The events in the early years of a child’s life form the foundation for later physical, social & emotional, language, and cognitive development. Young children grow and mature at different rates and they learn skills at different paces. Practicing readiness activities at home and at school will support the whole child.
In the sections below, you will find suggestions and home activities, which will reinforce the skills necessary to be successful in the classroom. These section focus on: motor development, physical development, social and emotional development, language development, and cognitive development.Motor DevelopmentMotor Skills are actions that involve the muscles.Gross motor skills involve Large muscle movement and fine motor skills involve small muscle movement.Large Muscle MovementHelp your child develop gross motor skills by playing outdoor activities in wide-open spaces. Make time for your child to run, climb, balance, hop, throw, and kick. Visit the park or the neighborhood school to run and playClimb up the playground equipment and go down the slide.Play hopscotch and jump rope activities to improve balance.Play catch with big and small balls. Use balloons and rackets to hit back and forth to each other.Kick a ball back and forth. Make obstacle courses to kick the ball through.Play basketball, softball, and soccer togetherSmall Muscle MovementHelp your child develop fine motor skills by providing opportunity for him or her to practice using small controlled movements with his or her hands and fingers.Create a special toolbox with a fat pencil, crayons, markers, scissors, and a glue stick.Draw pictures with your child. Show them how to make objects step by step (directed draw). Add detail to the pictures you draw together, color togetherDraw shapes and make curve and zigzag lines on paper for your child to practice cutting.Use playdough to form letters and numbers. Cut playdough to increase hand strength.Practice writing. Trace letters, numbers, name, shapes and practice independently.Physical DevelopmentPhysical Development involves making healthy choices. Proper nutrition, exercise, and health care are all important to factors that support the physical development of a child.NutritionTwo servings of vegetables (broccoli, squash, carrots) each day.Two servings of fruits (apples, bananas, oranges).Four servings of grains (rice, oatmeal, pasta) everyday.Two servings of protein or meat (fish, chicken, beans, nuts) everyday.Two servings of dairy (milk, cheese, yogurt) each day.Portion control is important. A serving size is considered to be the size of the child’s fist.Limit the intake of sweets and fast food.Eat meals together regularly and share about the events of the day.ExerciseExercise will help maintain a healthy weight, keep physically healthy, and improve gross motor skills discussed earlier.Limit the amount of time your child watches television.Set up play dates for your child to run and play with other children.Go to the park.Take hikes together.See motor skills link.Wellness Checks and Illness PreventionIt is important for your child to receive regular checkups at both the doctor’s office and the dentist office. The number one reason children miss school is due to illness or tooth decay.Make and keep wellness checkups with the doctor.Make regular dental checkups.Help your child brush and floss their teeth at least two times a day.Teach your child about proper hygiene.Wash hands often throughout the day.If you do not have health insurance contact the agency First 5. They are committed to getting every child health insurance including: medical, dental, and vision under their Healthy Kids Program. Call toll free (866) 850-4321.Social and Emotional DevelopmentSocial and emotional competence is an important domain of school readiness. In school, children are expected to share, take turns, and respect the rights of others. Children are also expected to accept responsibility by following directions, demonstrate self control, and problem solve appropriately.Social DevelopmentChildren learn social skills through interaction. Provide as much opportunity for you child to interact with you and play with same age peers.Schedule play dates for your child weekly.Be an active participant in the play date by role modeling sharing and turn taking skills.Practice asking, “Can I play with that when you are finished?” or “Can we play with that together?"Help your child understand that everyone has feelings. Also, that is important to respect (show that you care) other people’s property and their rights.Encourage and model self-help skills: cleaning up toys, going to the bathroom independently, zipping and buttoning his or her own clothing.Talk to your child about waiting patiently and explain times that this is necessary: When you are on the phone, two adults are talking, waiting for a turn for somethingor waiting in line.Emotional DevelopmentChildren learn to deal with their feelings by watching the adults and child care providers around them. Role modeling appropriate and positive behaviors will allow the child to acquire necessary skills to interact with peers and teachers.Teach children the difference between feelings and actions. It is okay to feel: happy, sad, or mad. How we handle or the actions we take with feelings can beappropriate or inappropriate.Model how to solve problems appropriately by using words: “That makes me mad when…., I don’t like that and I want you to stop…, Please can I play with thatwhen you are done….,”Encourage your child to take responsibility for actions by praising frequently when they have done what you asked, played well others, or used their words to solveproblems.Always stay calm when your child is having behavior issues. Remember, they will match your emotion. Think to yourself, what do I want them to do and how canI teach them to do it. After an incident, always role model appropriate words for the child to say they are sorry and how they will solve their problemappropriately the next time.Teach your child about manners. When to say please and thank you. How to interrupt politely by saying excuse me, and then wait for a response.Language DevelopmentLanguage development takes place through social interaction.Listening SkillsRead different types of books with your child. See the Bibliography page for suggested stories.Before you begin to read: look at the cover, name the author and illustrator, and tell what his or her job is. Predict what the story might be about.During the story: name the characters (who is in the story), discuss the setting (where the story takes place) and how the setting can change.Read different versions of the same story.Have your child retell the stories you read together in their own words.When your child talks to you demonstrate active listening skills by making eye contact and responding to what he or she says.Practice listening skills by giving them simple two-step directions, the child repeats the direction, and completes the task.Speaking SkillsTalk, talk, and talk to your child. Speak in complete sentences and expect your child to do the same thing.Sing songs together.Memorize and recite nursery rhymes together.Pretend Play with your child: play school, pretend to be at a restaurant and order from the menu, act out the stories you read together, use puppets to make upadventures of your own.Tell your child about you. What kinds of things you did when you were his or her age. Your favorite food, color, birthday present.Laugh and enjoy your time together. Encourage your child to tell you about their favorite things.Vocabulary DevelopmentThese listening and speaking activities will improve and increase your child’s vocabulary:Describe common objectIdentify and sort objects into category and explain how objects are alike and different.Discuss words and how some words can have the same meaning: trash and garbage, vehicle and car, light and lamp.When reading stories together, pick out two to three words to discuss in more detail.Explain what a dictionary is and look up words together.Tag on to the child’s words by adding descriptive words. If the child says: I have a ball. The parent can say: Yes, you have a big, red, round ball.Cognitive DevelopmentThree key factors that support cognitive development for kindergarten readiness are language development, early literacy skills, and early math skills. Literacy is embedded into oral language development. Key indicators supporting literacy and learning to read include phonological or phonemic awareness, print concepts, and knowledge of letter names.Phonological or Phonemic Awareness (PA)Parents often confuse phonological awareness or phonemic awareness with phonics. Phonics attaches the letter symbol to the sound. Phonemic awareness is all aural language play, without the letters attach to it. There are six subtests or skills kindergarten students are expected to master. The three phonemic awareness skills important for the first trimester of kindergarten are rhyming words, Alliteration (beginning sounds), and print concepts.RhymeRead nursery rhymesRead rhyming books enunciating the rhyming words, you can also stop and let the child fill in the rhyming words.Name rhyming and non-rhyming words and have your child give you a thumbs up it they rhyme or a thumbs down if they do not rhyme.In the car, play the rhyming game. You say a word and your child has to rhyme it.Alliteration (beginning sounds)Cut out pictures from magazine, name the pictures emphasizing the beginning sound. Have your child match the pictures that begin the same way.Name two words, if the words begin the same way, your child, gives a thumbs up and if they do not begin the same way, your child gives a thumbs down.In the car, play the beginning sound game. You say a word and your child names another word that begins that way.Print ConceptsIt is important for children to become familiar with print. They should know the cover of a book, where to start reading, that the printed word goes from left to right, top to bottom, know the difference between a letter and a word, and understand that the printed word gives information.The language development activities in the previous link will also support understanding print concepts.While reading stories, point to each word (track) as you read it. Talk about the space between words which tells the reader when one word ends and the new wordbegins.Talk about the punctuation. Discuss that we always begin sentences with a capital letter and end sentences with a period.Explain that a period is a small dot and its job is to tell the reader to stop or pause in the reading before going on to the next sentence.Demonstrate to the child with a familiar book what it would sound like to read the book without paying attention to the punctuation.Have child point to a word in the sentence. Ask him to count how many letters are in the word.Pick a sentence from the book and count the number of words in the sentence.Letter NamesIt is important for children to begin to recognize and name the letters of the alphabet. Remember to make learning fun and appropriate. Do not sit down and drill with flashcards. Use the environment naturally.Begin with naming and writing the letters in his or her name.Read alphabet books and name the letters. Sing the alphabet song.In the grocery store, have your child help you shop and name the letters on the packages of food you buy.Buy shaving cream and practice writing the letters with the shaving cream smoothed out on a tabletop.Purchase sponge letters at the Dollar Tree and put them in a bucket of water or the bathtub to fish for with tongs. The letter your child can name he or she keeps andthe ones they need more practice with get thrown back to catch again.Play letter bingo.If you have access to the internet, go to the websites on links below.If you do not have access to the Internet, visit your local library for free Internet access.Put magnetic letters on the refrigerator, while you are cooking name letters for your child to find.Do the opposite, have your child choose letters and tell you the name of the letter while you cook.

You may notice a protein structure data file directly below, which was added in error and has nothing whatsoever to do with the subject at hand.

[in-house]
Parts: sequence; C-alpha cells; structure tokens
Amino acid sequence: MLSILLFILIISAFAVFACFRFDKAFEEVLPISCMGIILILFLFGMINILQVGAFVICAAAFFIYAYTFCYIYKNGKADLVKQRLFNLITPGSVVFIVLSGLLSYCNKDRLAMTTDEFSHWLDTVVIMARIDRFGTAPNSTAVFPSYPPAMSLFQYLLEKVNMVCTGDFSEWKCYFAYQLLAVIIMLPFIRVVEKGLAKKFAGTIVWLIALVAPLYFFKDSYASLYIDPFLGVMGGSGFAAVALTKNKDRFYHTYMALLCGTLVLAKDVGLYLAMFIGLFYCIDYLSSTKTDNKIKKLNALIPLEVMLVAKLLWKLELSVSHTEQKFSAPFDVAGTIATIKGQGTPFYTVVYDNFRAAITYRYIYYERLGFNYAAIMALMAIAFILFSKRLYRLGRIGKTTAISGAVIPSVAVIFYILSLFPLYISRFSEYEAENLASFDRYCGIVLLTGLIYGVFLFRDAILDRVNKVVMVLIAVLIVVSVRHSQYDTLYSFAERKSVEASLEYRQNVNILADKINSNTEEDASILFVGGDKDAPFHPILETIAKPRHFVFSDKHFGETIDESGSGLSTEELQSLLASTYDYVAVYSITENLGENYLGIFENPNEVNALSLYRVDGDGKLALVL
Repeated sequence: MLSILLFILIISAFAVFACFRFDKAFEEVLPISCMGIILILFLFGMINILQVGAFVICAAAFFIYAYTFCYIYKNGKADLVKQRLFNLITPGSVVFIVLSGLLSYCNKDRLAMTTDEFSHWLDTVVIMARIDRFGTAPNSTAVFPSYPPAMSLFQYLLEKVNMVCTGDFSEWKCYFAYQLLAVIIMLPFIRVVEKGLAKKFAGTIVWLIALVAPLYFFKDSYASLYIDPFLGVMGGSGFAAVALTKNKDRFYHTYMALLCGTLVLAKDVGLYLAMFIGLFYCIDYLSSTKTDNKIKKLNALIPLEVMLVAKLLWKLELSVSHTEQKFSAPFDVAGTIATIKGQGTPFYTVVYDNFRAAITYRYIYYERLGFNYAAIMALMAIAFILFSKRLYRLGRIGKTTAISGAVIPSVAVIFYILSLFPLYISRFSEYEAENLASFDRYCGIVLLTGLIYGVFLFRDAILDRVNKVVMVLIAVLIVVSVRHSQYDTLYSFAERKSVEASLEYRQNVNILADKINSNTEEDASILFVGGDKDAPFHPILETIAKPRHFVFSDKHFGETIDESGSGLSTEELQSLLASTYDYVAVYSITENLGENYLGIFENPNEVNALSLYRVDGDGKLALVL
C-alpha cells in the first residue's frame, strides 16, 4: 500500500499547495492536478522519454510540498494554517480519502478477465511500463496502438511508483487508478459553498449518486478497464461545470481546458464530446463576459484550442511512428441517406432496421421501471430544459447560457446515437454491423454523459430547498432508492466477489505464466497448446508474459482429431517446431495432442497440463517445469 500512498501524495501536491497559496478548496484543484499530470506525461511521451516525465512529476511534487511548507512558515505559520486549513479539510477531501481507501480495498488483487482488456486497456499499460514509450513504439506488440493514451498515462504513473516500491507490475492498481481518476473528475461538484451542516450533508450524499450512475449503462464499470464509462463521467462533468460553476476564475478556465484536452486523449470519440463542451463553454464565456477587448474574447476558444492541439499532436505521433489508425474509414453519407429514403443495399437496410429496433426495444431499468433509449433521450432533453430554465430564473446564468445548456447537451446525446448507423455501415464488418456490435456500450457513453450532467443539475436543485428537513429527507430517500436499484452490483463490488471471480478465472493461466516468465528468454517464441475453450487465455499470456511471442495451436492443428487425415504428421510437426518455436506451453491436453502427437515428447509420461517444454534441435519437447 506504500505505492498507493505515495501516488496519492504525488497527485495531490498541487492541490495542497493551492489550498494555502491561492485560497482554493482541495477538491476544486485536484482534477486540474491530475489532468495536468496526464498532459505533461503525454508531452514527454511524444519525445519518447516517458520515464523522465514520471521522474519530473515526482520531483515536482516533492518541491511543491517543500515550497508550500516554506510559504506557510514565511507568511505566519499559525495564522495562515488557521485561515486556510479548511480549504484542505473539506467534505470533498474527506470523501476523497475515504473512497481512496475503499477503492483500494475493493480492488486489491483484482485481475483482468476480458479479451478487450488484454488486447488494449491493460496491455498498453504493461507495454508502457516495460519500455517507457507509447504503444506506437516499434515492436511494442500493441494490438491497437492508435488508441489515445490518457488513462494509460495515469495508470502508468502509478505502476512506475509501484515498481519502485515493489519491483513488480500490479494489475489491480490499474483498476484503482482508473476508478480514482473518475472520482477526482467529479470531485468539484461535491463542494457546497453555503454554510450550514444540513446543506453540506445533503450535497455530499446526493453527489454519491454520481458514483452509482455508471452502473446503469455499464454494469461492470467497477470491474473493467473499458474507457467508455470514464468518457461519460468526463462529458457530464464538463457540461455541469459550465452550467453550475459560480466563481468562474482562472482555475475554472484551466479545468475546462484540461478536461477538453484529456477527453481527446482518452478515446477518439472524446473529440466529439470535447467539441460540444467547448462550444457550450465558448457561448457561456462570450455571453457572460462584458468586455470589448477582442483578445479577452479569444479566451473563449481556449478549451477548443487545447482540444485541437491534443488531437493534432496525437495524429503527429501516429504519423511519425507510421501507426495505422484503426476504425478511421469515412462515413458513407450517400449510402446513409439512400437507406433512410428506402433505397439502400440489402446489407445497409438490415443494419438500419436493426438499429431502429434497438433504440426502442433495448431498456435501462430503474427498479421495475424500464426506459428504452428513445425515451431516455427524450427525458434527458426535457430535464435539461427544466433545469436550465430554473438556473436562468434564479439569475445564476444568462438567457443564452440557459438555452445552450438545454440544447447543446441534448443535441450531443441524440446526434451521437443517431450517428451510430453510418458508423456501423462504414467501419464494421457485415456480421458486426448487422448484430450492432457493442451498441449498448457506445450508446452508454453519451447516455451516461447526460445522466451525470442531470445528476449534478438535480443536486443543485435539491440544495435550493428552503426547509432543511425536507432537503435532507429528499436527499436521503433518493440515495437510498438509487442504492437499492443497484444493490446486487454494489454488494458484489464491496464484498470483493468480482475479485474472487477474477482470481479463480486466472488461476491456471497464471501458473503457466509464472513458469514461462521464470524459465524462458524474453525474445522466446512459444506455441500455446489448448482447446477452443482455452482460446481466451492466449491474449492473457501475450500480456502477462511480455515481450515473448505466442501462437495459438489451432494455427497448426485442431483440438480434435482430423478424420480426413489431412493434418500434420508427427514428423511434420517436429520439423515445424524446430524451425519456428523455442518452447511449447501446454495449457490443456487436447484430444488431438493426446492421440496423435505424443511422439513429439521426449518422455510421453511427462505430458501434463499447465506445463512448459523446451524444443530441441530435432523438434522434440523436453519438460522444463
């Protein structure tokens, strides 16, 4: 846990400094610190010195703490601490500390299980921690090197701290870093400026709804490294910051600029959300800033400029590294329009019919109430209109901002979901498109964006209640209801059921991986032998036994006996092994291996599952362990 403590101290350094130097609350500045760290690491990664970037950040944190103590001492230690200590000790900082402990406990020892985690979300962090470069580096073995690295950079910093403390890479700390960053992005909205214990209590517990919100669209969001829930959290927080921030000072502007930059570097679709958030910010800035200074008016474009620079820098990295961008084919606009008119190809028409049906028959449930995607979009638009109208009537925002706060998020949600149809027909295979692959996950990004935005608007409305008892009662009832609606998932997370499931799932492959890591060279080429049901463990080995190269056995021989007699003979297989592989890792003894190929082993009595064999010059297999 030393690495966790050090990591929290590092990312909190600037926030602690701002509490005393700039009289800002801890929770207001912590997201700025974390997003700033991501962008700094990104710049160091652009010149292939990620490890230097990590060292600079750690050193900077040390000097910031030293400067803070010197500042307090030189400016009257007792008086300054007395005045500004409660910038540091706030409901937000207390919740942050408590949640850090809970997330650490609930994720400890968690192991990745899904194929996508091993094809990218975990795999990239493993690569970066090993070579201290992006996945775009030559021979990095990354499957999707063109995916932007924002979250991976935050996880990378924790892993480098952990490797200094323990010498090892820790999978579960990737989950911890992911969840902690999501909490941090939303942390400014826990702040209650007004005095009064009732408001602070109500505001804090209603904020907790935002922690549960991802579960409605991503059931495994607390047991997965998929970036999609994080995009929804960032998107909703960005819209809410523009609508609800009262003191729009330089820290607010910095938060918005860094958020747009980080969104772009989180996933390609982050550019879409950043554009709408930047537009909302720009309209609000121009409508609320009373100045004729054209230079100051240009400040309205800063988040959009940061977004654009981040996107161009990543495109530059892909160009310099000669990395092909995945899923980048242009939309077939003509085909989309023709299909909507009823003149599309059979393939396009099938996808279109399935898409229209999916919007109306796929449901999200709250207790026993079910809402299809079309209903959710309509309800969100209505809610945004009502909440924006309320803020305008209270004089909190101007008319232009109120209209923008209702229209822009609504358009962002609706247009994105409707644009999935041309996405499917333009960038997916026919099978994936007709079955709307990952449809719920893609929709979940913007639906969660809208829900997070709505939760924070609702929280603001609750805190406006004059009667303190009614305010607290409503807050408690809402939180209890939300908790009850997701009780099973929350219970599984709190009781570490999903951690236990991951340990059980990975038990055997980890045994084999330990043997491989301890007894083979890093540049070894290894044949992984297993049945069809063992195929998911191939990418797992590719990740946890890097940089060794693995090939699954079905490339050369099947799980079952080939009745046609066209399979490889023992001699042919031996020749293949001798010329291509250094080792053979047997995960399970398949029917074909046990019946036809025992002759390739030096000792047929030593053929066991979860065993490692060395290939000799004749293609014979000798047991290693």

Math Key components needed for math readiness include numbers recognition, counting, counting objects and naming shapes. Eagerness to learn and explore is another important component to math readiness skills. For the first trimester, practice number sense to 10 and identifying six basic shapes.NumbersPractice rote counting to 20.Practice sliding and counting objects to 20 (1 to 1 correspondence).Count different types of objects in the house: doors, windows, rooms, or lamps.Talk about more and less: Is there more windows in the house than doors.Brainstorm all the way we use numbers: counting, calendar, phone number, and address.Recognize numbers 0-20.ShapesName 2-D and 3-D shapes.Look for them in the environment: doors, windows, microwave, refrigerator, etc..Describe how they are different.Draw the shapes.Make pictures using the shapes.